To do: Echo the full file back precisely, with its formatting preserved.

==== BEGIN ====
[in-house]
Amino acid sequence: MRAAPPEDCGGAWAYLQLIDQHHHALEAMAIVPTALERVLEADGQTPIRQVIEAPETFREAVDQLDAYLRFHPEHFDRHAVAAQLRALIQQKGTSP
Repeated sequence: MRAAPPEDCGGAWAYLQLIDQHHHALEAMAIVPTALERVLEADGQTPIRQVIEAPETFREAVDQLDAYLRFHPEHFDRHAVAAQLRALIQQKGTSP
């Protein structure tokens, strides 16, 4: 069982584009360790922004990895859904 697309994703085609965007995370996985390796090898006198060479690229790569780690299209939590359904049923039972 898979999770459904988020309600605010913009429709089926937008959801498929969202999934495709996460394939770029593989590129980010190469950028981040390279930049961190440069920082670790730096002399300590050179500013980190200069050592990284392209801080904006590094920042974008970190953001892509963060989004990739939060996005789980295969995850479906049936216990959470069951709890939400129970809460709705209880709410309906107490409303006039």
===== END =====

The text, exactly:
[in-house]
Amino acid sequence: MRAAPPEDCGGAWAYLQLIDQHHHALEAMAIVPTALERVLEADGQTPIRQVIEAPETFREAVDQLDAYLRFHPEHFDRHAVAAQLRALIQQKGTSP
Repeated sequence: MRAAPPEDCGGAWAYLQLIDQHHHALEAMAIVPTALERVLEADGQTPIRQVIEAPETFREAVDQLDAYLRFHPEHFDRHAVAAQLRALIQQKGTSP
């Protein structure tokens, strides 16, 4: 069982584009360790922004990895859904 697309994703085609965007995370996985390796090898006198060479690229790569780690299209939590359904049923039972 898979999770459904988020309600605010913009429709089926937008959801498929969202999934495709996460394939770029593989590129980010190469950028981040390279930049961190440069920082670790730096002399300590050179500013980190200069050592990284392209801080904006590094920042974008970190953001892509963060989004990739939060996005789980295969995850479906049936216990959470069951709890939400129970809460709705209880709410309906107490409303006039």